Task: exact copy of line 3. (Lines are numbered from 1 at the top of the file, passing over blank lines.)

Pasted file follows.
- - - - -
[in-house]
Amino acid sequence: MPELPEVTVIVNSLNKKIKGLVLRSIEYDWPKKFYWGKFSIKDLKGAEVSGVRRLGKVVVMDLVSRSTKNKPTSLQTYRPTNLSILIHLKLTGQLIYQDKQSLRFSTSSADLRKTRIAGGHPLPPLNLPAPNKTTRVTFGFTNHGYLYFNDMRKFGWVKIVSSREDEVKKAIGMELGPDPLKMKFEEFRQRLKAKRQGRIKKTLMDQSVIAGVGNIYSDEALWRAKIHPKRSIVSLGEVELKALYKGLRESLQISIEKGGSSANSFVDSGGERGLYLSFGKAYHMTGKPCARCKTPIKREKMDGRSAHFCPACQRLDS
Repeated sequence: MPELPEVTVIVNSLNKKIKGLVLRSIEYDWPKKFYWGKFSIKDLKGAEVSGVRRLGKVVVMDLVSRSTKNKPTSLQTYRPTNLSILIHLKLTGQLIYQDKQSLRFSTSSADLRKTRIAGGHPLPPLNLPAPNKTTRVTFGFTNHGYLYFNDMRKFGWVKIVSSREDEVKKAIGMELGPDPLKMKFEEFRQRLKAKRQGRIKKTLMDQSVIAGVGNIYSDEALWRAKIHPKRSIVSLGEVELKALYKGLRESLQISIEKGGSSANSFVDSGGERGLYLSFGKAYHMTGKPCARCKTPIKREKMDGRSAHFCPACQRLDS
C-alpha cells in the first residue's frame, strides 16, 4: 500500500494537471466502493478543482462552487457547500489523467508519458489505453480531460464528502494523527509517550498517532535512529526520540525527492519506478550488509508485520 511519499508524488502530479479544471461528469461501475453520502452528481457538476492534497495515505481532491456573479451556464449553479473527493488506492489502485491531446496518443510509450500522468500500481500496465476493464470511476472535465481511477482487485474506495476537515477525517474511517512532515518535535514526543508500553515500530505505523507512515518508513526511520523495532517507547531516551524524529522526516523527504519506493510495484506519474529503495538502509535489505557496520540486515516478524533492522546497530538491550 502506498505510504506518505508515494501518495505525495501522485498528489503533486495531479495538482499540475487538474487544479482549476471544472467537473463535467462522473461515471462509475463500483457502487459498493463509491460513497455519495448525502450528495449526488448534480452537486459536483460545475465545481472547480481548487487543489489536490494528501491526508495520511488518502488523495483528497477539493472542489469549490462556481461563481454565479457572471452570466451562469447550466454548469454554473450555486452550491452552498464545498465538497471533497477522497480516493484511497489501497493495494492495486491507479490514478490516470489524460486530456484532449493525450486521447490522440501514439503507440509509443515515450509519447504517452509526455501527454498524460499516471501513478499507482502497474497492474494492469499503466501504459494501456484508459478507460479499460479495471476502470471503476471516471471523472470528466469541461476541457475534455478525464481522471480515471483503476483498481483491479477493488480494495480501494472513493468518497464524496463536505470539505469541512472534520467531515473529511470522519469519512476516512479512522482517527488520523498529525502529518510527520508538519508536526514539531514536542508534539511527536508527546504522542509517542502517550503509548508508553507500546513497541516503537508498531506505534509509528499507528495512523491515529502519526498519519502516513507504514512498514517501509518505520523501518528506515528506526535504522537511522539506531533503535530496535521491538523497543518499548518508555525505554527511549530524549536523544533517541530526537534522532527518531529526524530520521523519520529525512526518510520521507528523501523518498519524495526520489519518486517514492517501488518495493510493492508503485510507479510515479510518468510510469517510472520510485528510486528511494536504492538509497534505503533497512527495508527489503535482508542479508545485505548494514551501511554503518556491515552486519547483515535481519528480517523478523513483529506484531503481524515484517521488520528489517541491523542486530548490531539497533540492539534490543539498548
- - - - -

Repeated sequence: MPELPEVTVIVNSLNKKIKGLVLRSIEYDWPKKFYWGKFSIKDLKGAEVSGVRRLGKVVVMDLVSRSTKNKPTSLQTYRPTNLSILIHLKLTGQLIYQDKQSLRFSTSSADLRKTRIAGGHPLPPLNLPAPNKTTRVTFGFTNHGYLYFNDMRKFGWVKIVSSREDEVKKAIGMELGPDPLKMKFEEFRQRLKAKRQGRIKKTLMDQSVIAGVGNIYSDEALWRAKIHPKRSIVSLGEVELKALYKGLRESLQISIEKGGSSANSFVDSGGERGLYLSFGKAYHMTGKPCARCKTPIKREKMDGRSAHFCPACQRLDS